To solve problems, it is necessary to first separate issues. That means listing multiple concerns individually. You cannot solve several problems at once. The failure to do this is one of the stresses that grinds people down, because worries fly around their minds like a flock of birds. You might as well try to organize a bowl of spaghetti. By separating them individually, you can then come up with a potential action within your control to address each one.
Automatically, by identifying an action within your control, you begin to feel better. We always feel better when we are focusing on areas where we are empowered and have a plan. You can then prioritize them and take action accordingly, letting go of those areas you can’t control.
“Letting go” sounds easy, but it frequently is anything but. That’s where the third column comes in. By spelling out those areas where you have no control, you can consciously choose to let them go. When they cross your mind again, or if those old ghosts return whispering of your failures, you can confront and reject them with the truth that you have a strategy to address and try to improve them.
To help with this, I often give my clients a visual aid, a child’s toy. When I was a kid, we called them “Chinese handcuffs.” You’ll also hear one called a “Chinese fingertrap.” It’s a small woven tube into which you insert your index fingers. When you try to pull them out, it tightens and traps you. The harder you pull, the tighter it gets. To get free, you must do the counterintuitive thing and push in. By pushing in, it relaxes, and you can pull out easily.
Symbolically, that shows how to deal with stresses you can’t control. I meet so many people who approach each day with a high level of intensity. They think the way to deal with stresses is to get more intense. No, they need to do the counterintuitive thing, and relax.
What good is it to obsess over things you can’t change? That’s totally ineffective and a recipe for paralysis. For years, 12-step programs have taught the famous “Serenity Prayer” for this very purpose: “Lord, grant me the serenity to accept the things I cannot change, the courage to change the things I can, and the wisdom to know the difference.” Developing that “wisdom to know the difference” is the result of working the exercise I’ve described. The prayer also emphasizes “the courage to change the things I can,” another way of saying we should concentrate on what is within our control and act upon it.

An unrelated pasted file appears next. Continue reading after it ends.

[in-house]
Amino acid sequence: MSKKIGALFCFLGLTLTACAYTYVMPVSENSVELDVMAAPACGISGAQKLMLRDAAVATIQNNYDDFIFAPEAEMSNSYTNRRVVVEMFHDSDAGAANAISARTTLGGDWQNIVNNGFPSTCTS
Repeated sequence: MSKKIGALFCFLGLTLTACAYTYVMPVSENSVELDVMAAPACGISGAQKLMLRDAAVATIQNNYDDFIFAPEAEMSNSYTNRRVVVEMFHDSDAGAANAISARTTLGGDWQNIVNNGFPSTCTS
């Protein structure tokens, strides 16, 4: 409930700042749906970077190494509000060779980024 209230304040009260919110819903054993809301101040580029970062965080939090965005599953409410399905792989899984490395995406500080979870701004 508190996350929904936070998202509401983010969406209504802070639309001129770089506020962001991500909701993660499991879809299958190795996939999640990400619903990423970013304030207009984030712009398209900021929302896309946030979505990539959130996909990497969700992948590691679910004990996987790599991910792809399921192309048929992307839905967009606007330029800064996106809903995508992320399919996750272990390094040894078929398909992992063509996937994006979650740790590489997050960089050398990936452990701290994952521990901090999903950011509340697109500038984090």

3. Examine your expectations
Continuous disappointment is the sure sign of someone with unrealistic expectations. These are particularly damaging because they are often invisible to us. They are like lenses through which we view the world, coloring everything we see. They are unexamined premises behind our thinking and reactions. What would you say to someone who expressed any of the following beliefs?
“Everybody will always like me”
“Life will be good and problem-free”
“I expect health, wealth, and prosperity”
“Nothing will happen to interrupt the execution of my plan”
“People will always do the right thing and never let me down”
In response, I am reminded of how the masked hero replied to his opponent during their swordfight in The Princess Bride: “Get used to disappointment.”
As an executive coach, I routinely meet people living under a continuous cloud of guilt. They unconsciously compare themselves every day to an unrealistic ideal: The top-level professional who unerringly produces, and at the same time is also a great and involved spouse, parent, friend, athlete, etc. I call this the “Phantom Executive Syndrome.” No one could live up to such a standard. They would need 200-hour weeks to even approach it. No wonder they’re stressed.
If you find yourself dealing with disappointment on a regular basis, examine your expectations. Reconsider:
Are problems normal or abnormal in life?
Is it normal or abnormal for people to have faults and make mistakes?
How often do you make a plan and find that it happens like clockwork?
What are reasonable expectations for me regarding work, family, and so on?
The more your premises and expectations line up with reality, the better equipped for life and work you’ll be … and the more stable, effective, and content you will be.
We’ll continue our examination of stress management in Part 2. Li